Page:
Today's no-shit study says infertility can do a number on a couple's sex life. Just like fertility!
According to Slate's Sarah Elizabeth Richards, researched the Stanford have found that 40% of women dealing with infertility also suffer sexual problems, like lack of arousal and desire, compared to only 25% of women in general. Hormone shots may be part of the cause, but researchers think the problems are mostly psychological. Therapist Ronny Diamond says that for infertile women, "Sex, rather than being a place where you can escape the world, becomes a reminder of what you can't do. You can't make a baby." She adds that the scheduled sex mandated by fertility treatments can be a turnoff: "When the woman calls her husband at work and says 'I'm ovulating. Come home. We've got to do it now,' it ruins people's ideas of romantic conception."
None of this is a shock, unfortunately — as Richards notes, "anyone who has had trouble getting or staying pregnant knows that infertility is hard on relationships," and it's not surprising that it can reduce sex drive as much as it increases conflict. But it's interesting to note how many of the problems caused by infertility can also be caused by its opposite — efforts to have sex without having a baby. Birth control pills, for instance, can lower libido and mess with body image and mood. Anybody who's ever found a lost NuvaRing in the bed several days later knows how much fun that is, as do those who've experienced side effects from Plan B. And there's always the fear of these or other methods failing — an occasional mood-killer, I'd wager, for even the most careful contraceptor. It's true that one of the perks of protected sex is relative freedom from worry — that "place where you can escape the world" — but just as no fertility treatment is guaranteed to generate a pregnancy, no birth control is 100% guaranteed to prevent one.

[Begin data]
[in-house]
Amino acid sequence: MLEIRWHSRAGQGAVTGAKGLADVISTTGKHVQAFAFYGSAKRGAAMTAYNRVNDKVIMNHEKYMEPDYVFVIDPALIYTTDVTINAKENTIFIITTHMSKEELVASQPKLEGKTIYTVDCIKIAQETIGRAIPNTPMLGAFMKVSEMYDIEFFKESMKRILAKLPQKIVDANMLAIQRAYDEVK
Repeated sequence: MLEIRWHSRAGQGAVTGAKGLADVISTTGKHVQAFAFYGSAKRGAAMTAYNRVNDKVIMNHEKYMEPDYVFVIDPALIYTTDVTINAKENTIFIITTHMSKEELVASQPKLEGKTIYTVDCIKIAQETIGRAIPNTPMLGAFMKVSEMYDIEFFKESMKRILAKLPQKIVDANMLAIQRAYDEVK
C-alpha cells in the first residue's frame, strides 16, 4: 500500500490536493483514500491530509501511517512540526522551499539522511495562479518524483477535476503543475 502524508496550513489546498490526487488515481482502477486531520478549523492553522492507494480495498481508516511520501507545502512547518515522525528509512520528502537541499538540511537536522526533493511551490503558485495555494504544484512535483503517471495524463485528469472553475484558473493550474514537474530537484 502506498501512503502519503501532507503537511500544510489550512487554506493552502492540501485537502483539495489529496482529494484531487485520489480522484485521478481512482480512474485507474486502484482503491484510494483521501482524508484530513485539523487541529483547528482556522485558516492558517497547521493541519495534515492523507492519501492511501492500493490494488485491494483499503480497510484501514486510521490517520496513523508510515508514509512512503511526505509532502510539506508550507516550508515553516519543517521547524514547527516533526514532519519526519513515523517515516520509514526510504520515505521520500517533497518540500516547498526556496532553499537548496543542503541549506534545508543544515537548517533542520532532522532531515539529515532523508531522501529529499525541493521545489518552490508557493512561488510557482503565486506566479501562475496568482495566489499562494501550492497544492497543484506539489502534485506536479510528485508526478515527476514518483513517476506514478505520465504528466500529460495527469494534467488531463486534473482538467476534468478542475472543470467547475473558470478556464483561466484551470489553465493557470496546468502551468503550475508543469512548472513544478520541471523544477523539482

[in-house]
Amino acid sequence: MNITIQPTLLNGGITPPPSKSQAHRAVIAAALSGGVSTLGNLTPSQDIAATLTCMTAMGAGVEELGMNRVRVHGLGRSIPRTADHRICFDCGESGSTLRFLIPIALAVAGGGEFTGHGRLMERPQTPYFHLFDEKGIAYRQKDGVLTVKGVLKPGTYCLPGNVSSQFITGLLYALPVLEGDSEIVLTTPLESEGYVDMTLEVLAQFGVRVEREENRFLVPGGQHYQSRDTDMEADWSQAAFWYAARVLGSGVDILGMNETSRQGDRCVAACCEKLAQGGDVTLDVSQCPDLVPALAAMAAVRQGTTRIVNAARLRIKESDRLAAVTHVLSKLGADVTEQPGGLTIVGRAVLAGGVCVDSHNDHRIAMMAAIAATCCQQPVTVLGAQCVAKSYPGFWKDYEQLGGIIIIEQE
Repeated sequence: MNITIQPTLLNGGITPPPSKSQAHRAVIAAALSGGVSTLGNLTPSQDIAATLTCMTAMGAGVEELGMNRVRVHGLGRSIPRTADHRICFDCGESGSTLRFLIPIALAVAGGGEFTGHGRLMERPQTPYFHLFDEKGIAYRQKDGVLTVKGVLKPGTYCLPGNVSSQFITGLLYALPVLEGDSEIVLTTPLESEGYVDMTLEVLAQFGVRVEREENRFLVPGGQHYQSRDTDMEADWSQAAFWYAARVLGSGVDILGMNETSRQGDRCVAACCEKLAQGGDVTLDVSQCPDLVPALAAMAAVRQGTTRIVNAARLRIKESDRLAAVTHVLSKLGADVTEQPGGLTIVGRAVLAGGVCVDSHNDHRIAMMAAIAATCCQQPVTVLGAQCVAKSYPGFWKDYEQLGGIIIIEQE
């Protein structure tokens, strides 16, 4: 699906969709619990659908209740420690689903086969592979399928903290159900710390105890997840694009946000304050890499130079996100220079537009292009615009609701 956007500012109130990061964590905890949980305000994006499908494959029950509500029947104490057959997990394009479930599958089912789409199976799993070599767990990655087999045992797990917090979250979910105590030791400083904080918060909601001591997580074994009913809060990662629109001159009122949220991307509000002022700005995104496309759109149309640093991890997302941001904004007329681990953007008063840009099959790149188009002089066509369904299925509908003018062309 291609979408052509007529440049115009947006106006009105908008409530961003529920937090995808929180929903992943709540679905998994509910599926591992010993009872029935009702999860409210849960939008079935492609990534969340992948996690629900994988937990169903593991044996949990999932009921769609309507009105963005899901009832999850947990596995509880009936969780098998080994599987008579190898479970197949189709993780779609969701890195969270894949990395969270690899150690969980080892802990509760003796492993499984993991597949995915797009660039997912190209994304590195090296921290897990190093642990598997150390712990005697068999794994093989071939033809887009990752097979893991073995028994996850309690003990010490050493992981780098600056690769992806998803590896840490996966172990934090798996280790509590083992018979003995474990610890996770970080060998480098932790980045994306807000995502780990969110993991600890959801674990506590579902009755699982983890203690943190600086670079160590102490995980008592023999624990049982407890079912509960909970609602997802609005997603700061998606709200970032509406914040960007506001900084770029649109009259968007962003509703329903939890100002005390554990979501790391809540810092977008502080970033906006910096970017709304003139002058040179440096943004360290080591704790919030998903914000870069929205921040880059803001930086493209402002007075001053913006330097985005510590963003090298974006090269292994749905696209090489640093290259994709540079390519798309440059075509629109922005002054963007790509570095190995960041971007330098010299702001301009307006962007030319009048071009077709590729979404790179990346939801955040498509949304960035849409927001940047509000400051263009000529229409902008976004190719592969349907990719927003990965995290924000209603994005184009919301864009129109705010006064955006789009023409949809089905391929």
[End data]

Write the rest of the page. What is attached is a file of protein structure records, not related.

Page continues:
All this is not to trivialize the troubles of infertile women, who, if the Stanford study is correct, are disproportionately suffering. Rather, I'd like to point out that 25% — the number of fertile women who experience sexual problems — is still really high. This may be in part because women still bear the responsibility for the reproductive aspects of sex. Some of this is biological — we are the ones with the wombs — but some of it is social: women are the ones judged when they don't procreate, or when they get pregnant too young or out of wedlock. And the fact that all the myriad forms of hormonal birth control, with all their myriad side effects, must pass through our bodies is surely due in part to where the research money goes. A male birth control pill would sure be nice, but so would a general recognition that whether the goal is preventing or creating a pregnancy, men need to be equal partners.
When Sex Becomes A Chore [Slate]